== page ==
COLUMBIA — An unseasonably dry May is worrying Missouri farmers.
The 1.16 inches of rain so far in May puts Columbia 2.73 inches short of the average of 3.89 inches through Friday.
Bill Wiebold, an agronomist with MU Extension, said the dry spell comes as farmers have planted their crops and need moisture to get the growing season off to a good start.
Higher evaporation rates driven by hotter temperatures and low humidity are contributing to low moisture levels in the soil, said Tim Reinbott, superintendent at MU’s Bradford Research and Extension Center.
"It’s unusual to have such a high demand for water this early," Wiebold said on Wednesday. "The point I want to make is, it’s serious and will get more serious as time goes on."
Showers and storms brought temporary relief to areas west of Columbia on Friday morning with localized rainfall totals of 2 inches or more, but only trace amounts fell in the Columbia area, according to Doppler radar.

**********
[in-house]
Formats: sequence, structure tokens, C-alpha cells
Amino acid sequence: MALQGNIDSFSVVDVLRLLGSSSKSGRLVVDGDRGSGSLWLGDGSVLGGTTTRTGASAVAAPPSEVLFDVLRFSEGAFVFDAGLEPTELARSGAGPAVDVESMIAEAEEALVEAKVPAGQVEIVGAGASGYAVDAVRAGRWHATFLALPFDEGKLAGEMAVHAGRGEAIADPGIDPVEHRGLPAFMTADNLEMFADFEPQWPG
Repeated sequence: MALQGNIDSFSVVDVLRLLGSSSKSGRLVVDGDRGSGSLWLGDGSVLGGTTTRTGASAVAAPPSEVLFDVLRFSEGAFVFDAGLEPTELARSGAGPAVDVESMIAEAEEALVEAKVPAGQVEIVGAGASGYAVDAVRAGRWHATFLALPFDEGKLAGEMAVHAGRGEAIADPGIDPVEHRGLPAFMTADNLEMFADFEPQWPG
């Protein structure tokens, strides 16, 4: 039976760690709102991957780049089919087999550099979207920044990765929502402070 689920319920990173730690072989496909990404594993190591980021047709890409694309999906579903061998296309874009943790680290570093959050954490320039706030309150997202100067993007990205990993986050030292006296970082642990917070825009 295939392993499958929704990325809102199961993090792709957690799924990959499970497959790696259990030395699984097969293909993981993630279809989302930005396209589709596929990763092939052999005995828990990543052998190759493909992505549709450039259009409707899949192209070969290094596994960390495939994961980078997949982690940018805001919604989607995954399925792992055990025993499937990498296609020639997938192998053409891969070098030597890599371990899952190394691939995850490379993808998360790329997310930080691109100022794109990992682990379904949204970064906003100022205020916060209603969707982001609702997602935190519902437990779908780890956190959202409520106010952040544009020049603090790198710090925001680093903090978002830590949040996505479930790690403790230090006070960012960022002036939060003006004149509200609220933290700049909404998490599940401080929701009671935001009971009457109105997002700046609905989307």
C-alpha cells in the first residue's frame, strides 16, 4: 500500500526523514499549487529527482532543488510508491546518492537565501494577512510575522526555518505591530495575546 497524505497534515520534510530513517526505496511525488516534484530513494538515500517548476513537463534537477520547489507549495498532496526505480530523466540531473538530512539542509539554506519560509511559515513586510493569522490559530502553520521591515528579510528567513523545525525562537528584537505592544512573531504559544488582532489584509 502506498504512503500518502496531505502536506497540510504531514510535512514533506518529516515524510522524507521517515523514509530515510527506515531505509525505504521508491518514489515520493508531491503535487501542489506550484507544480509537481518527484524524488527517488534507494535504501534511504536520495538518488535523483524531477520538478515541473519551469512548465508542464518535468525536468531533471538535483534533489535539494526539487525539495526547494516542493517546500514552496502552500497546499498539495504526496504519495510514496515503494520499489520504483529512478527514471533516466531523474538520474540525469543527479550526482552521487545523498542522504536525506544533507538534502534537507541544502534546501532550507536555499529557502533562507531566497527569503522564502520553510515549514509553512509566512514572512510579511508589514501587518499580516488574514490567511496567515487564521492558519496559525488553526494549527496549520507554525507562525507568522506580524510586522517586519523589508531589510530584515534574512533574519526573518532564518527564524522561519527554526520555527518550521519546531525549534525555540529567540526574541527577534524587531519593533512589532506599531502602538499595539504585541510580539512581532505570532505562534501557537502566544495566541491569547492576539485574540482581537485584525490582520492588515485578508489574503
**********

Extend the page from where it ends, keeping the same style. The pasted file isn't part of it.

Reinbott said Friday morning's scant rainfall didn't make a difference overall.
Record highs in the 90s forecast for Saturday and Sunday won't help.
The National Weather Service was forecasting chances of rain Monday and during the middle of next week. "We don’t need scattered showers. What we need is a good general rain," Reinbott said.
Light rains after farmers plant in dry soil can provide enough water for seeds to sprout, Reinbott said, but if the moisture evaporates too quickly after germination the young plants will die.
The latest weekly drought monitor map, issued Thursday by the U.S. Department of Agriculture, showed "abnormally dry" conditions — the least severe level of drought — expanding from southeast Missouri toward the central part of the state.
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